Response Point is a an advanced software-based telephone system for small businesses. It supports voicemail and multi-party calling in addition to two party VoIP calls. It features innovative voice recognition technology to manage calls and voice mail. Voice mails can also be sent to e-mail where they can be retrieved and archived.

  • Canadian UX Blog

    Happy New (Niu, OX) Year!


    image little OX candy on B'day cake 2 by you.

    Happy the year of OX, everyone! May the new year bring you and your family joy, good health and wealth! The pronunciation of OX in Chinese is very close to the English word “New,” so it’s very popular to say “Happy Niu Year” to each other here.

    This is a special new year celebration for me personally because my birthday is on the same day as the Chinese New Year, and more importantly, I get to celebrate in China with my family and friends. Since I first went to North America 10 years ago, it had never worked out timing wise to come back home during Chinese New Year. Finally, I made it this year and it felt great. Here are some yummy birthday cakes to share with everyone. Well, hope it’s at least eye-delicious… :)

    B'day cake 1 by you.B'day cake 2 by you.

    For Chinese readers of this blog:


  • Canadian UX Blog

    Community Silverlight Site



    I came across SilverlightShow this morning. It's an independent Silverlight community, and the goal of the site is to "help Silverlight developers to find solutions to common problems, to stay up-to-date with the latest news, to learn the best practices by providing quality articles, tips, examples, showcases, books and many more." The site has lots of great information. For example, they aggregate Silverlight news by day from popular blogs and provide a summary for each. I'd like to point out one piece of news in particular because it's a great follow-up to my TechDays talk on Silverlight Control Framework:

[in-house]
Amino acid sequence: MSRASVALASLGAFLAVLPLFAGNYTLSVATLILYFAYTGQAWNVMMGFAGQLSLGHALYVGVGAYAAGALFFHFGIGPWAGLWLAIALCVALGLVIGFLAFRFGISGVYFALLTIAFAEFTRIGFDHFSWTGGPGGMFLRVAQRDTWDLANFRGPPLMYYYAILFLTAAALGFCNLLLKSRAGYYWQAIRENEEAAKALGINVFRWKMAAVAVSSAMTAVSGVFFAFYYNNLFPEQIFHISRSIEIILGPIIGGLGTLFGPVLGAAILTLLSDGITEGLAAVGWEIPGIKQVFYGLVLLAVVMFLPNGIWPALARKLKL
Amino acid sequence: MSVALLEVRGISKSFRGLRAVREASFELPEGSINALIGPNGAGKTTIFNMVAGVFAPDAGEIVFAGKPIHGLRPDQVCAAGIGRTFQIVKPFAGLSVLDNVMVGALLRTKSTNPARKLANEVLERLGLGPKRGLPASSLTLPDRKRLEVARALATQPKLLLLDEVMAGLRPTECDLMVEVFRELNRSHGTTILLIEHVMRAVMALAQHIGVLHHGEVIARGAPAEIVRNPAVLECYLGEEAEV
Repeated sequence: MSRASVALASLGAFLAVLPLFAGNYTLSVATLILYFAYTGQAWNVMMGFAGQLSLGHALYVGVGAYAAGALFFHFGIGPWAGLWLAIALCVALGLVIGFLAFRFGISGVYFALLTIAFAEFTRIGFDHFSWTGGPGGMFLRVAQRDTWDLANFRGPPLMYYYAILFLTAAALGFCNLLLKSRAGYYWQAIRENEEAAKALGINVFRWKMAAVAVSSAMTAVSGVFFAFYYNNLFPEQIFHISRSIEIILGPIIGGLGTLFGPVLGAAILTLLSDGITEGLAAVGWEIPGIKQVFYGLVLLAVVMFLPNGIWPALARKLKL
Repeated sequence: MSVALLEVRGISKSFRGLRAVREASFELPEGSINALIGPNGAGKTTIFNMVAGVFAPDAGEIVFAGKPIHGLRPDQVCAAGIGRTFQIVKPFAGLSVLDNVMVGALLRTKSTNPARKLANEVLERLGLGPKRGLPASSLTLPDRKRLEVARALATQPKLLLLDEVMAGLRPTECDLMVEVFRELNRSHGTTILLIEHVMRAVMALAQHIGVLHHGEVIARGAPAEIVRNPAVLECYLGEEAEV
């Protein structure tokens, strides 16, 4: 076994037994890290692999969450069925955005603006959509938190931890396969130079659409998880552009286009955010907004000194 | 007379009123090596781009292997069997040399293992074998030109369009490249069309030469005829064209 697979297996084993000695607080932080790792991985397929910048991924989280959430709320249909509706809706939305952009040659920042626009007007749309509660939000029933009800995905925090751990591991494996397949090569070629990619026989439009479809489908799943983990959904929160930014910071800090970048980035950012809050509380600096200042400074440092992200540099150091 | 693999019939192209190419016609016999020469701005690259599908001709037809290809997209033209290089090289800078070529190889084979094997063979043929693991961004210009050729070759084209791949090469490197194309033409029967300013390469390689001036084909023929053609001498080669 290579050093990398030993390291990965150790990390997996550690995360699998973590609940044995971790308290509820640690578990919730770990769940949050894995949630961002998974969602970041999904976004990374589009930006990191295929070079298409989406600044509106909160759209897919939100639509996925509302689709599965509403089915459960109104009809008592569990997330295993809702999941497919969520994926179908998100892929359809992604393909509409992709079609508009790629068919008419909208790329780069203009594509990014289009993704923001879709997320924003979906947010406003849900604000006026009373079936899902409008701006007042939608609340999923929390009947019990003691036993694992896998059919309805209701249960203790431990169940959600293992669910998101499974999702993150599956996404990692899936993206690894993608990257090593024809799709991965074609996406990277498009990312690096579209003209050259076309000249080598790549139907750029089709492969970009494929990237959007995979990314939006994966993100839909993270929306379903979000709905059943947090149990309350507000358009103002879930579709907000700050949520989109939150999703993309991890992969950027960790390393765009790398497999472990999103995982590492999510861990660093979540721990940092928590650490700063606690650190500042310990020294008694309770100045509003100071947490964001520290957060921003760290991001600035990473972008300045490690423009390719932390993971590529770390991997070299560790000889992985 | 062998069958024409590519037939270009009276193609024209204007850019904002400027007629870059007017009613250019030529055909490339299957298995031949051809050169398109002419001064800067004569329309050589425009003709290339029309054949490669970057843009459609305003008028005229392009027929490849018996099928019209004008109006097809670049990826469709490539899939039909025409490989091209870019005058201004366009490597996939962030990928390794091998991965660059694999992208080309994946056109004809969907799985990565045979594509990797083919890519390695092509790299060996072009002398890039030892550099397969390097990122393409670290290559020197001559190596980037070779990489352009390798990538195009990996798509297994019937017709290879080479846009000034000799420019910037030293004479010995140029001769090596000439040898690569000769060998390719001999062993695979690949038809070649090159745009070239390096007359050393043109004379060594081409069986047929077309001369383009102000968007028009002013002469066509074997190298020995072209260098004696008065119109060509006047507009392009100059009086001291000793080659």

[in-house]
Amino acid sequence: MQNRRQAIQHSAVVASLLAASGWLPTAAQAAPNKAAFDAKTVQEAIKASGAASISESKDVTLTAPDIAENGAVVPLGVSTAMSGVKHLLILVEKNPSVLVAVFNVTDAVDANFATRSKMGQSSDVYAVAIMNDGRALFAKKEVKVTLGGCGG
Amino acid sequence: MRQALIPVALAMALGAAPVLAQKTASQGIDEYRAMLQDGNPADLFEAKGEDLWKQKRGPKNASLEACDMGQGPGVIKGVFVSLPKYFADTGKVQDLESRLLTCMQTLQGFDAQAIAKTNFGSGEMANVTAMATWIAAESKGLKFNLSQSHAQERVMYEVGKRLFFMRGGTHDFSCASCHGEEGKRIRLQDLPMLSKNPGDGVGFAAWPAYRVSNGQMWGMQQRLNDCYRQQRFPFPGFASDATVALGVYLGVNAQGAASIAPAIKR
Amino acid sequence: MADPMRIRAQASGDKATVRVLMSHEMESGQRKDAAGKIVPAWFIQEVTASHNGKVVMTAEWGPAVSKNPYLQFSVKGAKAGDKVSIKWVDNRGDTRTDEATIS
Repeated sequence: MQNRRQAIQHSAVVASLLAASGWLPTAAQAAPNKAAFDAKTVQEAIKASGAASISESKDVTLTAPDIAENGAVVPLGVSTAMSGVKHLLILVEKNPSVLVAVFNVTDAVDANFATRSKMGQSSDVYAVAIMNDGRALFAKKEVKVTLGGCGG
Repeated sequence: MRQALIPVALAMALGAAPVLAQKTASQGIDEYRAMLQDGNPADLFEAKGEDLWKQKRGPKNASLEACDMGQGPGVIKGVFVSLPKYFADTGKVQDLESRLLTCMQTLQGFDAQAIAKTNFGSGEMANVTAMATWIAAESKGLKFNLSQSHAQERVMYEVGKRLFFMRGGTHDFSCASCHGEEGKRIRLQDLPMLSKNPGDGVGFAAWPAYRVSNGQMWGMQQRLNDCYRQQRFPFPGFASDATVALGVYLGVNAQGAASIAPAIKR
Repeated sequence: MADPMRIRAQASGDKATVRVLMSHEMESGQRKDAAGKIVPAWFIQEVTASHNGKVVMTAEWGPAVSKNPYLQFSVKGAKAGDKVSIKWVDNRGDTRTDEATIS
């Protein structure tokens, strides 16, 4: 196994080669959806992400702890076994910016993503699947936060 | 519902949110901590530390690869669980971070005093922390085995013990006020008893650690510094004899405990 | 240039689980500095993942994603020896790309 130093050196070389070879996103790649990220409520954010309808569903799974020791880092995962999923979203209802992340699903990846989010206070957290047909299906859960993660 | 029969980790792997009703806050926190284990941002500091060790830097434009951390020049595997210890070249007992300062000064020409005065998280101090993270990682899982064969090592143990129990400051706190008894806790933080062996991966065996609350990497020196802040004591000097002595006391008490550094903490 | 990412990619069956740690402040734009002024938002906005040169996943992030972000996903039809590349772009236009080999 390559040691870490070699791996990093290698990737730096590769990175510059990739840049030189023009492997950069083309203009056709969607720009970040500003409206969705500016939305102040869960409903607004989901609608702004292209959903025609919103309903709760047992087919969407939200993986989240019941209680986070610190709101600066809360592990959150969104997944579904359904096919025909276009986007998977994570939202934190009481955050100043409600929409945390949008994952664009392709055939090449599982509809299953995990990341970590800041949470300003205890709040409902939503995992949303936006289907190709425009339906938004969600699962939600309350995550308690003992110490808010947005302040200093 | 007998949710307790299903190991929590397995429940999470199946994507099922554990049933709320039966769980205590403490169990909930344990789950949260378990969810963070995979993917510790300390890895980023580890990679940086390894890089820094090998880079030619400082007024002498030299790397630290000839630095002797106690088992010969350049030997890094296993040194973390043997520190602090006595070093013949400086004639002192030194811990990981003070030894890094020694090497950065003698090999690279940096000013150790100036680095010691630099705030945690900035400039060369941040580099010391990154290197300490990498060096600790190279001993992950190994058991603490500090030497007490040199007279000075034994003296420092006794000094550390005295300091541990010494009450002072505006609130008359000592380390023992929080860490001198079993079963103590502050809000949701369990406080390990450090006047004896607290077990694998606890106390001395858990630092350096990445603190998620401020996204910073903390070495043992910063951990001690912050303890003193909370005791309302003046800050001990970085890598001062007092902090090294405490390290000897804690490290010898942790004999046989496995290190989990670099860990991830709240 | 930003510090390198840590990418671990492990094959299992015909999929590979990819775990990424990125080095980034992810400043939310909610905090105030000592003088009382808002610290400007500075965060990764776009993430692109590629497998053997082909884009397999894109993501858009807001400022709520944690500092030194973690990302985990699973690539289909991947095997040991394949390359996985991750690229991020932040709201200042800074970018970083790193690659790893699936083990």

Steve from the team blog of the Expression Blend and Design products has published the article “A UserControl base class for Visual State Manager”. If you want to write your own UserControl  then you will need to add your own states to the control and you will also need to know how to handle events and call VisualStateManager.GoToState() to transition between your states. In this post you will find one base class which could be a good starting point for you.

    SilverlightShow team also launched a contest called "Silverlight: Write and Win." Developers and designers, enthusiasts and professionals from all over the world are encouraged to enter. The goal is to share what you've leant, made, and know. You have to simply write an article about your concept (application, control, whatever) related to Silverlight 2 and provide the code (under an OSI approved license) and you’ll be entered – submit as many times as you want.  A mix of community members and Microsoft folks will be reviewing the content and code. The contest ends on Jan. 31. I know many of you have created tutorials and write papers on your own blogs, so why not enter the contest and share your knowledge with the bigger community?

    Technorati Tags: ,,
  • Canadian UX Blog

    Ignite IT Award – Share Your Story


    image Have you worked on a project recently that you are proud of? Whether it’s a mobile application, a rich interactive online service, a re-design of a website, a software solution that helps people’s productivity in a particular domain, or even an innovative demo of what IT could help improve people’s lives tomorrow, then you’ve got a great story to tell. Why not submit your story to the Ignite IT award?